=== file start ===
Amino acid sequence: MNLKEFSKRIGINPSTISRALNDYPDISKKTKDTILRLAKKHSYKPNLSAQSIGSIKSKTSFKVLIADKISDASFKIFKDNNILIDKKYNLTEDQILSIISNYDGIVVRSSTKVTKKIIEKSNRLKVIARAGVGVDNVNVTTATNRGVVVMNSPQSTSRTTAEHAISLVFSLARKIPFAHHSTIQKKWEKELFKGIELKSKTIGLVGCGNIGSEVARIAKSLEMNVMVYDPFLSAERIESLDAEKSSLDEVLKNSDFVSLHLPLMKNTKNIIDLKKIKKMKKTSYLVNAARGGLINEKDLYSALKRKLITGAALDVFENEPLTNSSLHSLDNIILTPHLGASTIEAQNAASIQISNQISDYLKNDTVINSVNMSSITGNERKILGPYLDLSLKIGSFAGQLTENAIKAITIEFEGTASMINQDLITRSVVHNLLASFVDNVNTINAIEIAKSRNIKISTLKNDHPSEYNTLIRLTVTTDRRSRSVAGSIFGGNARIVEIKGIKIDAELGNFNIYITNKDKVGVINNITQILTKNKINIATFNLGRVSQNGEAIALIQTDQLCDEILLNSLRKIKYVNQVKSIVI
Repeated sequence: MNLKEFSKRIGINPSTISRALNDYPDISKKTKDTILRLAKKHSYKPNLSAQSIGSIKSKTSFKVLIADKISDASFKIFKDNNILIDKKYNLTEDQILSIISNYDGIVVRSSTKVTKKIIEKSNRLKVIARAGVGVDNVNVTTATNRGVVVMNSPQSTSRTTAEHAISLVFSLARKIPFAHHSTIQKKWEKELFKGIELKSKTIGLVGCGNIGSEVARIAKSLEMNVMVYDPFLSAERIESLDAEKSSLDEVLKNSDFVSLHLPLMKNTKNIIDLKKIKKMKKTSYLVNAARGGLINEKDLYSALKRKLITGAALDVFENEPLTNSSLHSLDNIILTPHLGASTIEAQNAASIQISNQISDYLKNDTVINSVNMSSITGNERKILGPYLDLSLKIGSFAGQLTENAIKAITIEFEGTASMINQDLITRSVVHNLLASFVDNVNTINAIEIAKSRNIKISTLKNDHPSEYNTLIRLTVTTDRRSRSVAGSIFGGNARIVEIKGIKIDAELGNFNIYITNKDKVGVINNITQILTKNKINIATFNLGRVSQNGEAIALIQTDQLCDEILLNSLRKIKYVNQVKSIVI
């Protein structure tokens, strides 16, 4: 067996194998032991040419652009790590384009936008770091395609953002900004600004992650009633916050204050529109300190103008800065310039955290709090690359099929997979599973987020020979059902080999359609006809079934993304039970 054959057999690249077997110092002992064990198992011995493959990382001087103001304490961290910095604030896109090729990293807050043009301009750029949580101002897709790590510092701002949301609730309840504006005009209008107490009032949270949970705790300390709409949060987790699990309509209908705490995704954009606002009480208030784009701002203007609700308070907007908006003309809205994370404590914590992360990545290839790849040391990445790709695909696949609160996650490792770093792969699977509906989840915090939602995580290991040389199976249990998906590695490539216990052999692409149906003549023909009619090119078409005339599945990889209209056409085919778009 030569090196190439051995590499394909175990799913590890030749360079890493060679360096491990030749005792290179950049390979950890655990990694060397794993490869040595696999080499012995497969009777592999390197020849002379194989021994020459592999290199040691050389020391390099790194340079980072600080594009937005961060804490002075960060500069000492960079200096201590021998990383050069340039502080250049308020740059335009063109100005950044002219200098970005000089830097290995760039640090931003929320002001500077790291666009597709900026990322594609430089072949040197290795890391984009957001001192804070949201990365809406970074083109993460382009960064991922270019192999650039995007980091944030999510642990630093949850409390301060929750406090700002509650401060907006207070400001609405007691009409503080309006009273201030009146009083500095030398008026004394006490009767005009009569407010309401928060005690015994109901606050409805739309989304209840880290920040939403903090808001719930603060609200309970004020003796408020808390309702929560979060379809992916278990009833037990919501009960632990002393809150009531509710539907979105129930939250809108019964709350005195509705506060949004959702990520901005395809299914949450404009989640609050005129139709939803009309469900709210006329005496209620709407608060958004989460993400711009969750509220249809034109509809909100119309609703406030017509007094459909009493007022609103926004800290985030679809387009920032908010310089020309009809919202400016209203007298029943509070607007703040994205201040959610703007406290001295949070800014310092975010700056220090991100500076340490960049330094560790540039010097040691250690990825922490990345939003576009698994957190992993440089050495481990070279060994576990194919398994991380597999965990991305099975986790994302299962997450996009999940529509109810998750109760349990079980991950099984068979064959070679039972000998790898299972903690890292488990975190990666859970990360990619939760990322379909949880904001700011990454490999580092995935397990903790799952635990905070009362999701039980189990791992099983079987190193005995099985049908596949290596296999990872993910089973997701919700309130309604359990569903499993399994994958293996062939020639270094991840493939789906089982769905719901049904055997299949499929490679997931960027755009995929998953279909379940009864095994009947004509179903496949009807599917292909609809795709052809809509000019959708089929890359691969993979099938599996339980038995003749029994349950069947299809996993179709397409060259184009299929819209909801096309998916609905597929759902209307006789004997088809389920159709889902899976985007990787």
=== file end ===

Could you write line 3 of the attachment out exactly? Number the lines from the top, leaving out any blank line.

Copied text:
């Protein structure tokens, strides 16, 4: 067996194998032991040419652009790590384009936008770091395609953002900004600004992650009633916050204050529109300190103008800065310039955290709090690359099929997979599973987020020979059902080999359609006809079934993304039970 054959057999690249077997110092002992064990198992011995493959990382001087103001304490961290910095604030896109090729990293807050043009301009750029949580101002897709790590510092701002949301609730309840504006005009209008107490009032949270949970705790300390709409949060987790699990309509209908705490995704954009606002009480208030784009701002203007609700308070907007908006003309809205994370404590914590992360990545290839790849040391990445790709695909696949609160996650490792770093792969699977509906989840915090939602995580290991040389199976249990998906590695490539216990052999692409149906003549023909009619090119078409005339599945990889209209056409085919778009 030569090196190439051995590499394909175990799913590890030749360079890493060679360096491990030749005792290179950049390979950890655990990694060397794993490869040595696999080499012995497969009777592999390197020849002379194989021994020459592999290199040691050389020391390099790194340079980072600080594009937005961060804490002075960060500069000492960079200096201590021998990383050069340039502080250049308020740059335009063109100005950044002219200098970005000089830097290995760039640090931003929320002001500077790291666009597709900026990322594609430089072949040197290795890391984009957001001192804070949201990365809406970074083109993460382009960064991922270019192999650039995007980091944030999510642990630093949850409390301060929750406090700002509650401060907006207070400001609405007691009409503080309006009273201030009146009083500095030398008026004394006490009767005009009569407010309401928060005690015994109901606050409805739309989304209840880290920040939403903090808001719930603060609200309970004020003796408020808390309702929560979060379809992916278990009833037990919501009960632990002393809150009531509710539907979105129930939250809108019964709350005195509705506060949004959702990520901005395809299914949450404009989640609050005129139709939803009309469900709210006329005496209620709407608060958004989460993400711009969750509220249809034109509809909100119309609703406030017509007094459909009493007022609103926004800290985030679809387009920032908010310089020309009809919202400016209203007298029943509070607007703040994205201040959610703007406290001295949070800014310092975010700056220090991100500076340490960049330094560790540039010097040691250690990825922490990345939003576009698994957190992993440089050495481990070279060994576990194919398994991380597999965990991305099975986790994302299962997450996009999940529509109810998750109760349990079980991950099984068979064959070679039972000998790898299972903690890292488990975190990666859970990360990619939760990322379909949880904001700011990454490999580092995935397990903790799952635990905070009362999701039980189990791992099983079987190193005995099985049908596949290596296999990872993910089973997701919700309130309604359990569903499993399994994958293996062939020639270094991840493939789906089982769905719901049904055997299949499929490679997931960027755009995929998953279909379940009864095994009947004509179903496949009807599917292909609809795709052809809509000019959708089929890359691969993979099938599996339980038995003749029994349950069947299809996993179709397409060259184009299929819209909801096309998916609905597929759902209307006789004997088809389920159709889902899976985007990787």